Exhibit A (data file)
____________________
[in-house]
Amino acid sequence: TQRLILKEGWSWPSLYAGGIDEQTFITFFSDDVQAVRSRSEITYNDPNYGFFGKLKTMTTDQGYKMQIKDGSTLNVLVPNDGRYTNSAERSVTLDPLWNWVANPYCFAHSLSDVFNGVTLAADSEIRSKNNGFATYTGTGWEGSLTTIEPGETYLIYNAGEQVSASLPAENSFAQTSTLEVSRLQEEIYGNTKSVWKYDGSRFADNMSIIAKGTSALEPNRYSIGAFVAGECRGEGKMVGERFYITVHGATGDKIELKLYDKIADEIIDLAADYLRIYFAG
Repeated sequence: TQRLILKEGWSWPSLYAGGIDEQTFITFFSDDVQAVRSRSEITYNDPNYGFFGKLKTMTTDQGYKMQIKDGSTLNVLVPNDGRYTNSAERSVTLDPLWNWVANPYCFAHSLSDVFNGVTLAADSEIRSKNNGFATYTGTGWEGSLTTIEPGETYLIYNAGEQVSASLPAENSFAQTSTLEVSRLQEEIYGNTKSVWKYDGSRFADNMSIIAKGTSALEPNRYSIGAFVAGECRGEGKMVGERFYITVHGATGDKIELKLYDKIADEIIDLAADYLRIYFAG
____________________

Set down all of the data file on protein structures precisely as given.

[in-house]
Amino acid sequence: TQRLILKEGWSWPSLYAGGIDEQTFITFFSDDVQAVRSRSEITYNDPNYGFFGKLKTMTTDQGYKMQIKDGSTLNVLVPNDGRYTNSAERSVTLDPLWNWVANPYCFAHSLSDVFNGVTLAADSEIRSKNNGFATYTGTGWEGSLTTIEPGETYLIYNAGEQVSASLPAENSFAQTSTLEVSRLQEEIYGNTKSVWKYDGSRFADNMSIIAKGTSALEPNRYSIGAFVAGECRGEGKMVGERFYITVHGATGDKIELKLYDKIADEIIDLAADYLRIYFAG
Repeated sequence: TQRLILKEGWSWPSLYAGGIDEQTFITFFSDDVQAVRSRSEITYNDPNYGFFGKLKTMTTDQGYKMQIKDGSTLNVLVPNDGRYTNSAERSVTLDPLWNWVANPYCFAHSLSDVFNGVTLAADSEIRSKNNGFATYTGTGWEGSLTTIEPGETYLIYNAGEQVSASLPAENSFAQTSTLEVSRLQEEIYGNTKSVWKYDGSRFADNMSIIAKGTSALEPNRYSIGAFVAGECRGEGKMVGERFYITVHGATGDKIELKLYDKIADEIIDLAADYLRIYFAG